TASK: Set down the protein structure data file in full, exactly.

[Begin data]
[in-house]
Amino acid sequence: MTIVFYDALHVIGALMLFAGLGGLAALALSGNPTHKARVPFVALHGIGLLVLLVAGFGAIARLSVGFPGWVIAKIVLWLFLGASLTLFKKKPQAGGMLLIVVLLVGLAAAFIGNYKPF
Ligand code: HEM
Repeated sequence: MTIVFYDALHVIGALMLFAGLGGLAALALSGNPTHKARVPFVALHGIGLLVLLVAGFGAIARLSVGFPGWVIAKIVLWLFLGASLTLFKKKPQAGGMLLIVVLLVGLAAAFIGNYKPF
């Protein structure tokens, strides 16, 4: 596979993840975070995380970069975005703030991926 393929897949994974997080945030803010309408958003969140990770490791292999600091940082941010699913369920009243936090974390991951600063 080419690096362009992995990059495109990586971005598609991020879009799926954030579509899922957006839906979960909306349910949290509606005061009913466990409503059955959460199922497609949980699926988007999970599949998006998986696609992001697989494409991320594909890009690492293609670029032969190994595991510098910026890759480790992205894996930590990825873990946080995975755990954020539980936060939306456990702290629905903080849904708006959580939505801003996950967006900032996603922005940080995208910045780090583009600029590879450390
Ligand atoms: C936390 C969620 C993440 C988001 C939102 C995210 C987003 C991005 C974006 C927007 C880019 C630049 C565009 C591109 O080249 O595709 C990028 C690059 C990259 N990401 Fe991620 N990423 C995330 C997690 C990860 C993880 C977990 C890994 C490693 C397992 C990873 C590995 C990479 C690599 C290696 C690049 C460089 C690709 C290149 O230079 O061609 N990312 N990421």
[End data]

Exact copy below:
[in-house]
Amino acid sequence: MTIVFYDALHVIGALMLFAGLGGLAALALSGNPTHKARVPFVALHGIGLLVLLVAGFGAIARLSVGFPGWVIAKIVLWLFLGASLTLFKKKPQAGGMLLIVVLLVGLAAAFIGNYKPF
Ligand code: HEM
Repeated sequence: MTIVFYDALHVIGALMLFAGLGGLAALALSGNPTHKARVPFVALHGIGLLVLLVAGFGAIARLSVGFPGWVIAKIVLWLFLGASLTLFKKKPQAGGMLLIVVLLVGLAAAFIGNYKPF
């Protein structure tokens, strides 16, 4: 596979993840975070995380970069975005703030991926 393929897949994974997080945030803010309408958003969140990770490791292999600091940082941010699913369920009243936090974390991951600063 080419690096362009992995990059495109990586971005598609991020879009799926954030579509899922957006839906979960909306349910949290509606005061009913466990409503059955959460199922497609949980699926988007999970599949998006998986696609992001697989494409991320594909890009690492293609670029032969190994595991510098910026890759480790992205894996930590990825873990946080995975755990954020539980936060939306456990702290629905903080849904708006959580939505801003996950967006900032996603922005940080995208910045780090583009600029590879450390
Ligand atoms: C936390 C969620 C993440 C988001 C939102 C995210 C987003 C991005 C974006 C927007 C880019 C630049 C565009 C591109 O080249 O595709 C990028 C690059 C990259 N990401 Fe991620 N990423 C995330 C997690 C990860 C993880 C977990 C890994 C490693 C397992 C990873 C590995 C990479 C690599 C290696 C690049 C460089 C690709 C290149 O230079 O061609 N990312 N990421």